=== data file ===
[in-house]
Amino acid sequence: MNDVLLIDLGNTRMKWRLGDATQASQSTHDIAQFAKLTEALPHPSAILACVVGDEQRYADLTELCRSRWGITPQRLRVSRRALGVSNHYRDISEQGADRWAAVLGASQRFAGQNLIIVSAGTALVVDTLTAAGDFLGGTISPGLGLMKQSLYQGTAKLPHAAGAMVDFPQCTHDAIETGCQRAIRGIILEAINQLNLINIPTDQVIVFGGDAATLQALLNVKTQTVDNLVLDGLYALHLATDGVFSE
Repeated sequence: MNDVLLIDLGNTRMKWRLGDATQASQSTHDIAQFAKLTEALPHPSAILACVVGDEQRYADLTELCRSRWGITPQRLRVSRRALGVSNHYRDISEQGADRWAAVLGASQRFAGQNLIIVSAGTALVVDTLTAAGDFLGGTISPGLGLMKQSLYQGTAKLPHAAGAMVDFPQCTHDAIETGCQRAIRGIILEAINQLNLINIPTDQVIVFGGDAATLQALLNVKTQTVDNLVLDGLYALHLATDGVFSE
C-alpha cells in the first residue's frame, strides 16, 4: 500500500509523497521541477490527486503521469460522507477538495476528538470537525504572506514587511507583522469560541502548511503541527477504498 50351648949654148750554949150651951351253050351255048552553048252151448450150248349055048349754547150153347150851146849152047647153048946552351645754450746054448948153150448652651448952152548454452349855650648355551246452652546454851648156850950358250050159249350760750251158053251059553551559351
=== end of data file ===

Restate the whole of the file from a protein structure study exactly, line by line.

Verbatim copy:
[in-house]
Amino acid sequence: MNDVLLIDLGNTRMKWRLGDATQASQSTHDIAQFAKLTEALPHPSAILACVVGDEQRYADLTELCRSRWGITPQRLRVSRRALGVSNHYRDISEQGADRWAAVLGASQRFAGQNLIIVSAGTALVVDTLTAAGDFLGGTISPGLGLMKQSLYQGTAKLPHAAGAMVDFPQCTHDAIETGCQRAIRGIILEAINQLNLINIPTDQVIVFGGDAATLQALLNVKTQTVDNLVLDGLYALHLATDGVFSE
Repeated sequence: MNDVLLIDLGNTRMKWRLGDATQASQSTHDIAQFAKLTEALPHPSAILACVVGDEQRYADLTELCRSRWGITPQRLRVSRRALGVSNHYRDISEQGADRWAAVLGASQRFAGQNLIIVSAGTALVVDTLTAAGDFLGGTISPGLGLMKQSLYQGTAKLPHAAGAMVDFPQCTHDAIETGCQRAIRGIILEAINQLNLINIPTDQVIVFGGDAATLQALLNVKTQTVDNLVLDGLYALHLATDGVFSE
C-alpha cells in the first residue's frame, strides 16, 4: 500500500509523497521541477490527486503521469460522507477538495476528538470537525504572506514587511507583522469560541502548511503541527477504498 50351648949654148750554949150651951351253050351255048552553048252151448450150248349055048349754547150153347150851146849152047647153048946552351645754450746054448948153150448652651448952152548454452349855650648355551246452652546454851648156850950358250050159249350760750251158053251059553551559351